For me, there are four things each day that if I stay on top of, I am feeling pretty good about things. These are as follows: clear the floors, vacuum, clear surfaces, clean office desk. When I complete these four tasks, I feel better. I know that I don’t like visual clutter, and clearing the floors and surfaces of “stuff” helps combat that.
Choose a few tasks that you want to work on each day. These are going to be the building blocks to your home management system. Think about the tasks that are pain points for you that will help you feel better. You will notice I didn’t have dishes on my list. Yes, dishes still get done every day, but it isn’t the task that I need on my list – perhaps it is for you. Or, you can look to the fly lady system and start with “shining your sink.”
How did I figure out these habits?
Honestly, I had no idea how to come up with good rhythms. I knew that I needed to get a whole host of things done, but I couldn’t see past the clutter at first (which is why we start with decluttering). But, once I got all the clutter out of the way, I needed a bit of a guide. Part of the guide was understanding what I needed in a home management system and the time I had available (or the time I was willing to spend on such a system). But I also didn’t quite know exactly what steps I needed to take.
I turned back to my PPP Home Planner. The lists in this planner were instrumental in helping me hone in where I needed to concentrate my time. If you do not need a physical planner, I highly recommend getting their digital home planner which has every single list in the physical planner that you can either print out (which is what I did), or use in Good Notes if you like using digital planner tools.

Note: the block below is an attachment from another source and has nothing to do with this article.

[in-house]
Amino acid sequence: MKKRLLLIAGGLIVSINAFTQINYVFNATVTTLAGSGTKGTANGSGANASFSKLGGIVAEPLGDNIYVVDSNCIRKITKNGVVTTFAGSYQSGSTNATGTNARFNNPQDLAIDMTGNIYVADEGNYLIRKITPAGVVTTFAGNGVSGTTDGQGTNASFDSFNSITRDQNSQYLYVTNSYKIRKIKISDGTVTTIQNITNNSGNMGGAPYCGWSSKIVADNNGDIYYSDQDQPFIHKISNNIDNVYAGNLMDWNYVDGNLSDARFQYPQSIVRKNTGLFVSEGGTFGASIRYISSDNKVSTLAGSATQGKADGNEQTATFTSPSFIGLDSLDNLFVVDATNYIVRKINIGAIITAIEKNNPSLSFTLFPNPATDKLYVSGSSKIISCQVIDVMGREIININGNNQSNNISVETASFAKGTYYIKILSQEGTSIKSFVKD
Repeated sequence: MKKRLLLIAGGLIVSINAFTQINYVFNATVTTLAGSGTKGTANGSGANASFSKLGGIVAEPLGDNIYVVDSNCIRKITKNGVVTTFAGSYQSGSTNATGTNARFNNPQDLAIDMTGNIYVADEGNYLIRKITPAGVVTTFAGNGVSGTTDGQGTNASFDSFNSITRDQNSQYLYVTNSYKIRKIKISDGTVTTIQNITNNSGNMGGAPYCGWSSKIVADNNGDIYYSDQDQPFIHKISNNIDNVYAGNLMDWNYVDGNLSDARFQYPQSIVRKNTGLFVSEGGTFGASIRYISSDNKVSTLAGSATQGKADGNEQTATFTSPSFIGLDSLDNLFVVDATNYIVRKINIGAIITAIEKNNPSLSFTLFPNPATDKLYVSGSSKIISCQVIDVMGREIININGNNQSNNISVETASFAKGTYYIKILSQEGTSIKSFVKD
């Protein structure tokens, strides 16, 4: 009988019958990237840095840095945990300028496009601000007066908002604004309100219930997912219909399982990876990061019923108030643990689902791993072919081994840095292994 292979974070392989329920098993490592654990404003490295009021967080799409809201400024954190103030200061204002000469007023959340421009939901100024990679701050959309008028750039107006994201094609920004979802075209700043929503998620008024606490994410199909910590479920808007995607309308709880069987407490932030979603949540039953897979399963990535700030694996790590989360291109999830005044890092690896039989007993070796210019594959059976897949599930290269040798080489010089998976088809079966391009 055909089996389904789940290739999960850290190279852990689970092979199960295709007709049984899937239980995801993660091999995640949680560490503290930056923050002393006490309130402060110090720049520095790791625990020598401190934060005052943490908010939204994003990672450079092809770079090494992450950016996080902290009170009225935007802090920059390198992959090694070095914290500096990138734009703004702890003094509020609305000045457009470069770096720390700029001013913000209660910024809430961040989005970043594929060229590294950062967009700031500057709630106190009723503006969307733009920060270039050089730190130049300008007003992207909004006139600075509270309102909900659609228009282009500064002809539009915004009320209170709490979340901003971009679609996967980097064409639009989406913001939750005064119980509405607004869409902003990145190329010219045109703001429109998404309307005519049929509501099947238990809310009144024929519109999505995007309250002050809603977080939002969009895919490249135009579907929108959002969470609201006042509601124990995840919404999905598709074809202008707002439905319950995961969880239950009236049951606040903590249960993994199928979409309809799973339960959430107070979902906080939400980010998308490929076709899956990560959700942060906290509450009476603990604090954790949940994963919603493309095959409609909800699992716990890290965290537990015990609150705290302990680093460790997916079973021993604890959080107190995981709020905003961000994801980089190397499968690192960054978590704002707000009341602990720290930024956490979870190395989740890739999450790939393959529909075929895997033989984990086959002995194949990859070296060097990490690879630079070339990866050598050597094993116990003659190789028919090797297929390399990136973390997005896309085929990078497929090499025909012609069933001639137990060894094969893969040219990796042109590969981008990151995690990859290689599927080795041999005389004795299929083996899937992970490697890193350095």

While I did not follow the daily habits, weekly tasks, and weekly projects exactly as written, it gave me a place to start. I did start by trying to manage the lists in the order they were listed on the planner. I realized quickly that I needed to adjust some things, but overall, it was prompting me on tasks that I didn’t really consider in my normal day-to-day, or weekly. And that was the piece that had been missing in my previous home management systems.
Getting my Kids on Board
The next step for my home management system was to get my kids on board. Now, if you are in the throes of toddlers and babies, this step isn’t going to cut it for you. But, for me, my kids are older, and have a lot of responsibility within our home management system. Of course, they are kids, and still need prompting. In order for me to remove decision fatigue from my life, I ended up creating a monthly calendar that had the kids’ chores listed each day.
I made it in google cal because it was super easy to print out. I gave each of my kids a color and chose tasks each day for them to do. Essentially, I went through all of the lists in the PPP Home Planner as well as the Clean Mama system, and any other random tasks that we had for our particular home. After I went through all the tasks, I sorted the tasks and assigned them to my kids for each day of the week.
Each day is a different task. Things like wiping down the baseboards, wiping down the windowsills, vacuuming, wiping down the stairs, cleaning windows, replacing the toilet paper etc. I have a variety of tasks and put them each on a day for each kid to work on. I also check my expectations because they are kids and I know they will not do things to my level at first. So, I work with them to make sure they are doing the steps necessary to have it done “well enough.”
That is going to be key when you rely on your kids for particular tasks. They are able to keep things neat and clean enough, so that when I work on my bigger deep cleaning projects, it is at a level that works for me.
Including my Home Management System in my Weekly & Daily Plans
The next step for implementation is to make sure I am writing down all the things I need to. Now, because I do not use a home management planner – like the PPP Home Planner, I need to keep track of all the tasks and projects on my own. You can see a quick look at my planning system here.